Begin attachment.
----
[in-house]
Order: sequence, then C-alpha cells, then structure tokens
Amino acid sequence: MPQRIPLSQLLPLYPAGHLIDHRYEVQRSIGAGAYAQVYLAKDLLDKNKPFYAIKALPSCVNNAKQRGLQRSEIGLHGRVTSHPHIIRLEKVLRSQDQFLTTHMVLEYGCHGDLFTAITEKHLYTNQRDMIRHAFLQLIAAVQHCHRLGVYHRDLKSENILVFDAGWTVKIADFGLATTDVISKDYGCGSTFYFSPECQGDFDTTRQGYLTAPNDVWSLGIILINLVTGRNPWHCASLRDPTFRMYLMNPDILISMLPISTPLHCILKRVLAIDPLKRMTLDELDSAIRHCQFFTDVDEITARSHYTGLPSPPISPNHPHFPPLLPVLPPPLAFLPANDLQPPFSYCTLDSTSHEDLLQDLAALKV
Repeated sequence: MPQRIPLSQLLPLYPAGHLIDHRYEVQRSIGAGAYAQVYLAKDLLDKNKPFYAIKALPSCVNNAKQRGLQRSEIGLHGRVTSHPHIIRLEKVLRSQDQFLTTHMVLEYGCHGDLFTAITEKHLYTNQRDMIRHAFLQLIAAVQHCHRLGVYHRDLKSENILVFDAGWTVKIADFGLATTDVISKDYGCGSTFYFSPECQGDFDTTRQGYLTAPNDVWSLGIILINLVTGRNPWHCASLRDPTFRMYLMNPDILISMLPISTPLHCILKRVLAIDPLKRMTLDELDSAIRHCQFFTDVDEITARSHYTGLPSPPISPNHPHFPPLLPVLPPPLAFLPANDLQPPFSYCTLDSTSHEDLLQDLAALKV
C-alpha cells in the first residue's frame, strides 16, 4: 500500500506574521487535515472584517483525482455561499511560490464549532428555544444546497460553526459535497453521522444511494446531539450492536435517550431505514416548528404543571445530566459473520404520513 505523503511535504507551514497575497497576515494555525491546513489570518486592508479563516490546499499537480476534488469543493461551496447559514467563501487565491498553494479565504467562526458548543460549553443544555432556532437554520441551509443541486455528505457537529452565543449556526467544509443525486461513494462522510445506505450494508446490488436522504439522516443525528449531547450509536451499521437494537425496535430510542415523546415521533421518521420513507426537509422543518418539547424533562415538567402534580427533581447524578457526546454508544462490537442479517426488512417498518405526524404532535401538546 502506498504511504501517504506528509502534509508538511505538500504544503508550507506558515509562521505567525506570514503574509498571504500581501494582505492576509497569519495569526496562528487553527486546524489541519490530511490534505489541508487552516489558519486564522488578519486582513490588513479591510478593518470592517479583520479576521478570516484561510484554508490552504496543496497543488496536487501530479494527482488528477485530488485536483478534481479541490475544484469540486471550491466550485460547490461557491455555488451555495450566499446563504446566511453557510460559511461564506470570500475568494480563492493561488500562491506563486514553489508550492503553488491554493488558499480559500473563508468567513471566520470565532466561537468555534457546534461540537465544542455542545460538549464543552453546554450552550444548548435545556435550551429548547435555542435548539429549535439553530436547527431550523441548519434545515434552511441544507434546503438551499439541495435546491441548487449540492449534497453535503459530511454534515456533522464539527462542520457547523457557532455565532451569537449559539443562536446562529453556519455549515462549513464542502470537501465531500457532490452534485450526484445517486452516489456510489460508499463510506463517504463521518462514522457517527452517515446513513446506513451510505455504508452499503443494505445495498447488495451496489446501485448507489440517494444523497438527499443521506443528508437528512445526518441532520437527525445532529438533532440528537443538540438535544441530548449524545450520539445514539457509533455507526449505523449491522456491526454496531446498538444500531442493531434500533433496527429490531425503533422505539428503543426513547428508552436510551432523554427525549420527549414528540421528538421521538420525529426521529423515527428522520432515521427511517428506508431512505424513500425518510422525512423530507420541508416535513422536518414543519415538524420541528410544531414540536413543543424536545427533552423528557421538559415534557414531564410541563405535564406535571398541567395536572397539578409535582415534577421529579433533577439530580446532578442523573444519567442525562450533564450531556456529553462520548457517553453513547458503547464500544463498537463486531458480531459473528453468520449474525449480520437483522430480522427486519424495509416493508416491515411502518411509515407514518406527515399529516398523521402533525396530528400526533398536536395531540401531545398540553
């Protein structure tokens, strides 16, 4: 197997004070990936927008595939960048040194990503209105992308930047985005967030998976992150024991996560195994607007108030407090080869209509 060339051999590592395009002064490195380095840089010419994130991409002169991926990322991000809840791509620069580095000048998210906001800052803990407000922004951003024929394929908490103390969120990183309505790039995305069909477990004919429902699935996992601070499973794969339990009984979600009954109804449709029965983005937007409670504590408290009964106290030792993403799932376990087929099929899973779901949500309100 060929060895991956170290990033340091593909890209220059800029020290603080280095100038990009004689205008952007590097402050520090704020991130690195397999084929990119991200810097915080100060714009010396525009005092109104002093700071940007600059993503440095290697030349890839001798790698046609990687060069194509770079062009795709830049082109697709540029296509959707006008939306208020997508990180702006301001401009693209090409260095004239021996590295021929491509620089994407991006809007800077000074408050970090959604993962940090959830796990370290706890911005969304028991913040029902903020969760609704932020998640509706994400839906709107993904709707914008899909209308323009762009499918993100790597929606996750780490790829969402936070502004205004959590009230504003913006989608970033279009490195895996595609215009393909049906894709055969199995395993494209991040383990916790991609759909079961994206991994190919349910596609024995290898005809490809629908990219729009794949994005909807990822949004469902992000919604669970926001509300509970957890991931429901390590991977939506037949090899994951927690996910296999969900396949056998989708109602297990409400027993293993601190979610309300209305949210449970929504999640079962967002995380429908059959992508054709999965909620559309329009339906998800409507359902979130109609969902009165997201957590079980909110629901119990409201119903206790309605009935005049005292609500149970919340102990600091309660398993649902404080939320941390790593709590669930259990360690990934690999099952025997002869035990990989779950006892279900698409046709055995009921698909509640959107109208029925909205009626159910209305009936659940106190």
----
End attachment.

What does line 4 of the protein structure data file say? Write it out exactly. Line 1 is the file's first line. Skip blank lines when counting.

Repeated sequence: MPQRIPLSQLLPLYPAGHLIDHRYEVQRSIGAGAYAQVYLAKDLLDKNKPFYAIKALPSCVNNAKQRGLQRSEIGLHGRVTSHPHIIRLEKVLRSQDQFLTTHMVLEYGCHGDLFTAITEKHLYTNQRDMIRHAFLQLIAAVQHCHRLGVYHRDLKSENILVFDAGWTVKIADFGLATTDVISKDYGCGSTFYFSPECQGDFDTTRQGYLTAPNDVWSLGIILINLVTGRNPWHCASLRDPTFRMYLMNPDILISMLPISTPLHCILKRVLAIDPLKRMTLDELDSAIRHCQFFTDVDEITARSHYTGLPSPPISPNHPHFPPLLPVLPPPLAFLPANDLQPPFSYCTLDSTSHEDLLQDLAALKV